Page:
When wine country and earthquake country share a lot of common ground, stainless steel wine barrels are an important ally.
In recent earthquakes both at home in Napa Valley and abroad, wine industries have been rattled by a sudden loss of product, facilities, time and vineyard land. Storage shelves have fallen, oak and cement barrels have broken, power has been lost, vines have been compromised — a lot can go wrong in wine country when an earthquake hits.
While any earthquake damage is bad news, many winemakers have turned to stainless steel wine barrels for an extra defense against earthquakes. Our stainless steel wine barrels can be safely stacked 4 to 6 barrels high depending on gauge of steel and barrel design, but in the heart of earthquake territory tend to err on the lower side. However, many winemakers confidently stack their stainless steel wine barrels up to 4 to 5 barrels high without concern that the barrels themselves would be damaged if an earthquake hit.
In 2014 an earthquake in South Napa measured at 6.0 on the moment of magnitude scale. The earthquake was the largest to hit the Bay Area in 25 years. Winemakers shuddered at what they might find in their barrel room when it was safe enough to return to work. At Bryter Estates Winery, the potential disaster was mitigated by Skolnik stainless steel. The Bryter workers were ecstatic to find that the contents of their aging racks was left unscathed — their vintages were safe and secure in their Skolnik stainless steel wine barrels.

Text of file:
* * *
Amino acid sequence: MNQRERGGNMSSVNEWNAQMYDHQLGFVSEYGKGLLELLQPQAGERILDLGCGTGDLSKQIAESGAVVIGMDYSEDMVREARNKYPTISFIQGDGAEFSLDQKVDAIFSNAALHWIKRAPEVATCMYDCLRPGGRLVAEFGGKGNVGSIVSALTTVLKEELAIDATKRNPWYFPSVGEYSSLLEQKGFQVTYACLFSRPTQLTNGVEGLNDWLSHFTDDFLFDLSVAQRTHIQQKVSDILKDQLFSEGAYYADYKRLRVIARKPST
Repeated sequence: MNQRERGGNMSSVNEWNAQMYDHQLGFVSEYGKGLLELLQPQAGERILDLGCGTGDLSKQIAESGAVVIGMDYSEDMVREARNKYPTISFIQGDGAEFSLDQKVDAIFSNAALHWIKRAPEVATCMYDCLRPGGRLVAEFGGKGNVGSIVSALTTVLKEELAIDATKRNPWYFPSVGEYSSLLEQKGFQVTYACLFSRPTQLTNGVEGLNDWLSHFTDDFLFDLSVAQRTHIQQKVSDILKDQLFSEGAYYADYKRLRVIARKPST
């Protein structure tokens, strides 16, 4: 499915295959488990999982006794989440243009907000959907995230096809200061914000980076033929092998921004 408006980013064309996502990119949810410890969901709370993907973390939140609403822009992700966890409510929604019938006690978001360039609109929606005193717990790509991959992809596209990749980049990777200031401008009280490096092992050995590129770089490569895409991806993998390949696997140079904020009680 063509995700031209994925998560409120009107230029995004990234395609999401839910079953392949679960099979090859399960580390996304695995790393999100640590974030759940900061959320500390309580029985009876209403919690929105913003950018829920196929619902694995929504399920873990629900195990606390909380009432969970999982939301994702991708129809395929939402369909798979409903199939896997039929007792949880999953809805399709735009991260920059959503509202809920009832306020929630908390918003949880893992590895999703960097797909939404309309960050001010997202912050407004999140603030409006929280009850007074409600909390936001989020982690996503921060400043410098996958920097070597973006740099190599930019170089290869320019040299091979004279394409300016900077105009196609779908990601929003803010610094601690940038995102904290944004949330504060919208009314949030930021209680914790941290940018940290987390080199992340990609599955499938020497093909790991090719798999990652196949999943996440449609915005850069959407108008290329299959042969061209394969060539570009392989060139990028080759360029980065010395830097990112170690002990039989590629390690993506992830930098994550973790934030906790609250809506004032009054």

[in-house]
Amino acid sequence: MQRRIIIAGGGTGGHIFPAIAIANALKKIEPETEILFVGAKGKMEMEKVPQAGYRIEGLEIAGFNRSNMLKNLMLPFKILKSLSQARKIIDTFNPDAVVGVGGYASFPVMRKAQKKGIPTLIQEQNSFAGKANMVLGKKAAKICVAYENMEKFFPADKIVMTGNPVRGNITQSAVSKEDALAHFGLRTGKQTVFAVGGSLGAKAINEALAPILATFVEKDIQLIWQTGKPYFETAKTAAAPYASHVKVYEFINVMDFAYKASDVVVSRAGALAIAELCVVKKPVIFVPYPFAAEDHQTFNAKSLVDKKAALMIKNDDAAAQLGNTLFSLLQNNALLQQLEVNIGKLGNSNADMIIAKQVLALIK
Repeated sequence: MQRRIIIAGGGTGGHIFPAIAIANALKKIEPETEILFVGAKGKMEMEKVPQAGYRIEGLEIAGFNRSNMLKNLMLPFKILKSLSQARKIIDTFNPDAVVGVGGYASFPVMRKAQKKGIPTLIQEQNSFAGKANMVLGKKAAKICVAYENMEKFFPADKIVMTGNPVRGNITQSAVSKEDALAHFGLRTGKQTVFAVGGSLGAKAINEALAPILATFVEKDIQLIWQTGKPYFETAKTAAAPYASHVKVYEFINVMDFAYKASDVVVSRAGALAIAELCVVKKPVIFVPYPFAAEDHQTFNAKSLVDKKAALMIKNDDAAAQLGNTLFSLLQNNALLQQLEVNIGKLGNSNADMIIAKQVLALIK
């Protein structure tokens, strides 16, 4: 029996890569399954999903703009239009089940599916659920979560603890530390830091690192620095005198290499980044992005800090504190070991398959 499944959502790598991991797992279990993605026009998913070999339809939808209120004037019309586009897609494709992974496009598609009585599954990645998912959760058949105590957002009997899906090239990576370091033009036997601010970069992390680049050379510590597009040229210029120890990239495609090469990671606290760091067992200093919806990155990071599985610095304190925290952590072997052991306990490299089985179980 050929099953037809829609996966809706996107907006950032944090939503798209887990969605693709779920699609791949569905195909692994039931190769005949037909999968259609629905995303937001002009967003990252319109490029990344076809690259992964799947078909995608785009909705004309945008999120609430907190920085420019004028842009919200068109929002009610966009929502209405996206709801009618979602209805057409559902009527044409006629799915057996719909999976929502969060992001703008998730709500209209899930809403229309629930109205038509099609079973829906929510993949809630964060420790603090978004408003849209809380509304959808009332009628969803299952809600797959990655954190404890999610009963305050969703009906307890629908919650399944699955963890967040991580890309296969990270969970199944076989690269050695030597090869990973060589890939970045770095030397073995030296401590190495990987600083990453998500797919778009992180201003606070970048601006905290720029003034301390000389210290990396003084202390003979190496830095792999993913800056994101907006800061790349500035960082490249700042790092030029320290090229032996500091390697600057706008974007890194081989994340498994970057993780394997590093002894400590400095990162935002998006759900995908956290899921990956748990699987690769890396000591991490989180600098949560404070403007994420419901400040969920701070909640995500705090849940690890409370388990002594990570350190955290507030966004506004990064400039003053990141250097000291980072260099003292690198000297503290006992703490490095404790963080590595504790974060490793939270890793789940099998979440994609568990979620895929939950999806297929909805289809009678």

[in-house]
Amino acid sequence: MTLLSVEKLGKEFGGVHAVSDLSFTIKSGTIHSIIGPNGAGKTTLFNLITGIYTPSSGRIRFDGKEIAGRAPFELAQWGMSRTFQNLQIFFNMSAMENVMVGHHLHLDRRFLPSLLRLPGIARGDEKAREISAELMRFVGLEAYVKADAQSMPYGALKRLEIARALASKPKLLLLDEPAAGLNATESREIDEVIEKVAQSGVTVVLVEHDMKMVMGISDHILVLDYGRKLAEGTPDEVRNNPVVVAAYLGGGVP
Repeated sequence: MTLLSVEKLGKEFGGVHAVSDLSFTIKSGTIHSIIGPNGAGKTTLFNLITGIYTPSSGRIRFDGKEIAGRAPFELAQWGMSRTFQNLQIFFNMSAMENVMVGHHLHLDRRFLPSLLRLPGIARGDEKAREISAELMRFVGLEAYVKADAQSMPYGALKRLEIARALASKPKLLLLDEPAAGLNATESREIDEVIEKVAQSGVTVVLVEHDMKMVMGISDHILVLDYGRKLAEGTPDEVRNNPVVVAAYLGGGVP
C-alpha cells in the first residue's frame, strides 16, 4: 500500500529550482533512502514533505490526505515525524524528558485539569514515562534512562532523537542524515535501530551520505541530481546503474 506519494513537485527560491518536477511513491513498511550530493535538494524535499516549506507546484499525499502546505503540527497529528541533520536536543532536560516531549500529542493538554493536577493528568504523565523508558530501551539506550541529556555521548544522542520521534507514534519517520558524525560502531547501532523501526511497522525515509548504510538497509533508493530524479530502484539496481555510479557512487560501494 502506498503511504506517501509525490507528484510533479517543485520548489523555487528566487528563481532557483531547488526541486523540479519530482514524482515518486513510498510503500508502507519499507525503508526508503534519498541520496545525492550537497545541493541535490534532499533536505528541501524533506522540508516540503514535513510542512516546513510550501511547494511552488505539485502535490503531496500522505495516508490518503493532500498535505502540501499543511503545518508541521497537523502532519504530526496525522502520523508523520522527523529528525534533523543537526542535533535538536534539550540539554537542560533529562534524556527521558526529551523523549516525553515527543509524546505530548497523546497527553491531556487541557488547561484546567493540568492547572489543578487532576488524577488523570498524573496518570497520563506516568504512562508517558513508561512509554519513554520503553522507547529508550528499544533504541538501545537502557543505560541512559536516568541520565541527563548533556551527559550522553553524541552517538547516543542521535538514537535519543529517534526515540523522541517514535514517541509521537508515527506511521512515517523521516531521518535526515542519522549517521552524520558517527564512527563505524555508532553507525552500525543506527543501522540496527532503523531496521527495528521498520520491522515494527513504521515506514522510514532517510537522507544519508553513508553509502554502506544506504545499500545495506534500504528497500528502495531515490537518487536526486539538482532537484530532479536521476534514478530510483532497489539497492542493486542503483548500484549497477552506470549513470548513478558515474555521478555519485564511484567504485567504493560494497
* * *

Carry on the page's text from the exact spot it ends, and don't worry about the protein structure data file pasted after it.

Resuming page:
Damage across Napa winemakers ranged from the loss of 20,000 gallons and 15,000 cases of wine, the contents of which managed to flood the property of a few wineries, to just a few broken glasses. But, as other winemakers scrambled to assess the damage from the quake, Bryter Estates could rest a little easier, knowing that their vintages, some of their most expensive products, were safe with stainless steel.
Many more winemakers relied on stainless steel wine barrels as a plan B — siphoning wine from damaged or leaking, but not destroyed wine tanks into a supply of stainless steel wine barrels.
Napa Valley isn’t the only wine territory that overlaps with an earthquake zone. And, while there is no guarantee that stainless steel barrels will remain intact, they are stronger, thicker and a whole lot less fragile than the average oak barrel.